Let’s take the premise. A princesses is kidnapped by a Dragon. Literally the oldest fucking premise in the book. And Oswalt pulls it off with flying colours. It’s all how you dress it up; a ransacked, vaguely scandinavian village of desperate survivors, many still injured from the recent Orc attack. The last tribe of a once great orc horde have banded together under the recently awoken Dragon Kreyzabane. Monsters flock to the fortress every week (oh yes there is a counter, more on that later) to lay waste to the region and destroy all that is beautiful. The Orc King kidnaps the chieftain’s daughter, apparently reasoning that if he wants to be crowned King of Men he needs to marry a princess.
Once a phoenix rising by a canyon, Whispering Chasm has lived enough tragedy to finally die.
The adventure starts out not unlike Deep Carbon Observatory, with a sort of in medias res of two linked tragedies that the players can interfere in, with failure to do so likely causing the deaths of the NPCs involved. In fact, the descriptions are so similar I am pretty sure Oswald has read DCO.
The groom’s uncle, a thane of his tribe, tearfully accuses the village of weakness. This
is how lynchings start.
A flaming horse bursts through a wall, galloping to a field where Osmunda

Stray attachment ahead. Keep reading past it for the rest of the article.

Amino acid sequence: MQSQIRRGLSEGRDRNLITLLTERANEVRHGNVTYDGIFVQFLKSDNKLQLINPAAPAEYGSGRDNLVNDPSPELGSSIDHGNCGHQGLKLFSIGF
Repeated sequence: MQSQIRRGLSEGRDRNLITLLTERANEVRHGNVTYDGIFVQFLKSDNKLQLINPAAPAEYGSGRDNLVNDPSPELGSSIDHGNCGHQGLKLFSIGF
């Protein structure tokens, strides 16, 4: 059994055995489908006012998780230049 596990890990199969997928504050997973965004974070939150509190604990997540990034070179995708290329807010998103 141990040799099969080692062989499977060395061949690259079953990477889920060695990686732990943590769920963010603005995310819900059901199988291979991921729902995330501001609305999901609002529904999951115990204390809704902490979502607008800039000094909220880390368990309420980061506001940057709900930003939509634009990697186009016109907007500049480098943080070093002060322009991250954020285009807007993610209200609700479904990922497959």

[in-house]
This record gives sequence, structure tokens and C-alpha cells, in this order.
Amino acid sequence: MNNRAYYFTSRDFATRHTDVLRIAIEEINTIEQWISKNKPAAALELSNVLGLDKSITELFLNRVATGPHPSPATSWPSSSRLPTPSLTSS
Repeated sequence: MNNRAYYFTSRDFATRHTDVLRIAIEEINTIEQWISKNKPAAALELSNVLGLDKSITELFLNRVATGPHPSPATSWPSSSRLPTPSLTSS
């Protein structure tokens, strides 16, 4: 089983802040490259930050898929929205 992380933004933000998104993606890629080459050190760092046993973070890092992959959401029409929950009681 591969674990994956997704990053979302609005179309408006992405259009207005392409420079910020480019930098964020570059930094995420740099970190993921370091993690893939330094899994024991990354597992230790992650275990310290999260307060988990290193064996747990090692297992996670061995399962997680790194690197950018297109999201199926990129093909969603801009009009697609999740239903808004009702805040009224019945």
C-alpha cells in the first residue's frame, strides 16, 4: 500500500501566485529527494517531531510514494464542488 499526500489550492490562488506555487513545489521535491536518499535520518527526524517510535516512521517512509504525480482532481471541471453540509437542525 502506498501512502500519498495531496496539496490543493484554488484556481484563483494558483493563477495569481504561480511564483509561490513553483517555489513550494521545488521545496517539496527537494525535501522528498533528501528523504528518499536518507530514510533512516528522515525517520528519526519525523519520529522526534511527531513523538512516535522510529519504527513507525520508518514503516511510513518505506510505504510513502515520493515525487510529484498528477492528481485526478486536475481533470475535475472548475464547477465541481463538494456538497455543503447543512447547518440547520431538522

treats the injured. They don’t stand a chance.
Only unlike DCO, if you interfere you actually get something else then a lifetime of sadness and visions of being molested by Psyduck. There are opportunities to recruit any survivors to join the party as henchmen but the trade off is that there is a timer involved and the more you interfere, the more prepared the Orcs in the fortress will tend to be. But tarrying is not ALL bad sine some of the NPCs are actually vital to the long term survival of the village and you can also use some of that time to gain useful rumors. The old woman Girelda pleads with the heroes to give up their quest (the last hero died, the Dragon Kreyvasbane rules there etc. etc.), the longer they stay in the village, but will eventually gift them with the blade Hadviya, a fluted blade of friendship between the races, except for Orcs, because fuck them.
Anyway, whether well-equipped and well-rested or nipping at the very heels of the warband that took fair Sunnhild, the party, presumably consisting of Beowulf, Boromir, Skafloc, Goldry Bluzco and Brandoch Daha, sets out for the Lightning Mesa.